Articles from Institute for Fiscal Studies (IFS)

Return to school must come soon – with additional support for poorer pupils a priority

The emerging consensus to prioritise school reopenings is welcome. But how the return to school is managed is just as important as when. An optional return risks widening the gaps between disadvantaged students and their better-off peers. And even if the return to school is compulsory and soon, we will still need substantial additional support for poorer pupils.

Catching up on lost learning

What can policymakers do to make up for lost learning?  By the time the pandemic is over, most children across the UK will have missed over half a year of normal, in-person schooling. That’s likely to be more than 5% of their entire time in school. 

Costs of lost schooling could amount to hundreds of billions in the long-run

Luke Sibieta, Research Fellow @TheIFS, sets out the potential long-run costs of lost schooling: 

Refunding tuition fees would only benefit highest earners

MPs will debate a number of petitions today (16 Nov) relating to university tuition fees. The petitioners argue that the university strikes and now the COVID-19 outbreak have disrupted university education so much that students should be entitled to a reimbursement on their fees. While not all of the petitions are explicit on who should pay whom, the general presumption seems to be that it would be universities paying back whoever paid them in the first place.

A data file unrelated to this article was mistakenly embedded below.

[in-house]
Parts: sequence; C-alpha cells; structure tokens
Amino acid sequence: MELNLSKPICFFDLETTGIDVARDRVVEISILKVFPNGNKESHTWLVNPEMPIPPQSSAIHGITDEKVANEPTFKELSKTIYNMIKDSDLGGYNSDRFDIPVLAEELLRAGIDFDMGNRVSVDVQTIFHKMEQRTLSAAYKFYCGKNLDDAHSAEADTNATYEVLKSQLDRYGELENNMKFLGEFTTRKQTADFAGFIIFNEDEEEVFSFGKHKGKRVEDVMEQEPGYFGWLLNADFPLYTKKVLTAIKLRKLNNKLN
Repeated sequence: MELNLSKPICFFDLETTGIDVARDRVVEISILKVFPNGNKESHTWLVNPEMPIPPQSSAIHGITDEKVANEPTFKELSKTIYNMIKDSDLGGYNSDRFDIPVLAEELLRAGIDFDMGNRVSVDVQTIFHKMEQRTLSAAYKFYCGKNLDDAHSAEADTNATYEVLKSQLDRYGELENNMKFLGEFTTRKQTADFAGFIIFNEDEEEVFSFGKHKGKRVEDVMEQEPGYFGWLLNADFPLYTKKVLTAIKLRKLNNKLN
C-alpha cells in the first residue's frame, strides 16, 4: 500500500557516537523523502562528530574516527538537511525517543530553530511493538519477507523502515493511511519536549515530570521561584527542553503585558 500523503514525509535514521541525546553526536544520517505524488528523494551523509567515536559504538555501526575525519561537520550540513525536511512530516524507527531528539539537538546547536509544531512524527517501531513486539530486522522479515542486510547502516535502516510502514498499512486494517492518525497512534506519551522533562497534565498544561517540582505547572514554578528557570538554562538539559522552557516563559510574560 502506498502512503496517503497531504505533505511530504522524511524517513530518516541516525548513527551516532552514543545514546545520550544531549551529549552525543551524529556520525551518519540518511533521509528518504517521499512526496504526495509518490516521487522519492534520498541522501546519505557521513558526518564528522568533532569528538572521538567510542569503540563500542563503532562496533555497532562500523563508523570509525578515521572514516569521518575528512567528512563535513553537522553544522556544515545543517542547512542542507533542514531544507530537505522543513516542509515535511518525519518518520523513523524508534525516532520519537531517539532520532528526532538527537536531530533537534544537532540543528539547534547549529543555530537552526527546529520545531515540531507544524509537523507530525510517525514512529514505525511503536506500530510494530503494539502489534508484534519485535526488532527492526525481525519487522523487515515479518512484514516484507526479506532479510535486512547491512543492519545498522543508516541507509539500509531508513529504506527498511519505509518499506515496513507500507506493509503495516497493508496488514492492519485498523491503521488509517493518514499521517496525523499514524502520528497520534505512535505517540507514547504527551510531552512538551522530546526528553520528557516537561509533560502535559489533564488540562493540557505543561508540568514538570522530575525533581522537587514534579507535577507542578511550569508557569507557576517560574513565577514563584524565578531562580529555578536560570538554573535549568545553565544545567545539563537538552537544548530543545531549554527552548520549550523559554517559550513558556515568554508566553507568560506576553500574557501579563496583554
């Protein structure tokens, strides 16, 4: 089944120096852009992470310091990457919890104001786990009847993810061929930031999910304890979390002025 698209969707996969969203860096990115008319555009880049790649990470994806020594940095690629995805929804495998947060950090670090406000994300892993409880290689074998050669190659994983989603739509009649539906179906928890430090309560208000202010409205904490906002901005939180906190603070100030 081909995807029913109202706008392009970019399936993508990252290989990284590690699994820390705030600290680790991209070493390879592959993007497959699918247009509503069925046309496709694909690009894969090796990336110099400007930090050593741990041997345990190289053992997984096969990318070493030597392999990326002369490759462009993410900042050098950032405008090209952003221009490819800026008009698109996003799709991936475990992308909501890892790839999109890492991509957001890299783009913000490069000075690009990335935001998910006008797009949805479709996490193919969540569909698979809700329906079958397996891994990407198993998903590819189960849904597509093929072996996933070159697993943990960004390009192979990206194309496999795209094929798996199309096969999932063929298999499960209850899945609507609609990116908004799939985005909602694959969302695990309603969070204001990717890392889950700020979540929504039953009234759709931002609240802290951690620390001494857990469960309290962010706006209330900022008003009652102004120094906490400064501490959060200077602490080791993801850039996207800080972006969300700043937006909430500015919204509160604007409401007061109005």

Colleges and universities face significant funding shortfalls and heightened uncertainty due to COVID challenges

In the latest flagship @TheIFS Annual Report on Education Spending in England, funded by the Nuffield Foundation, researchers look at the challenges posed by COVID-19 for the education sector.

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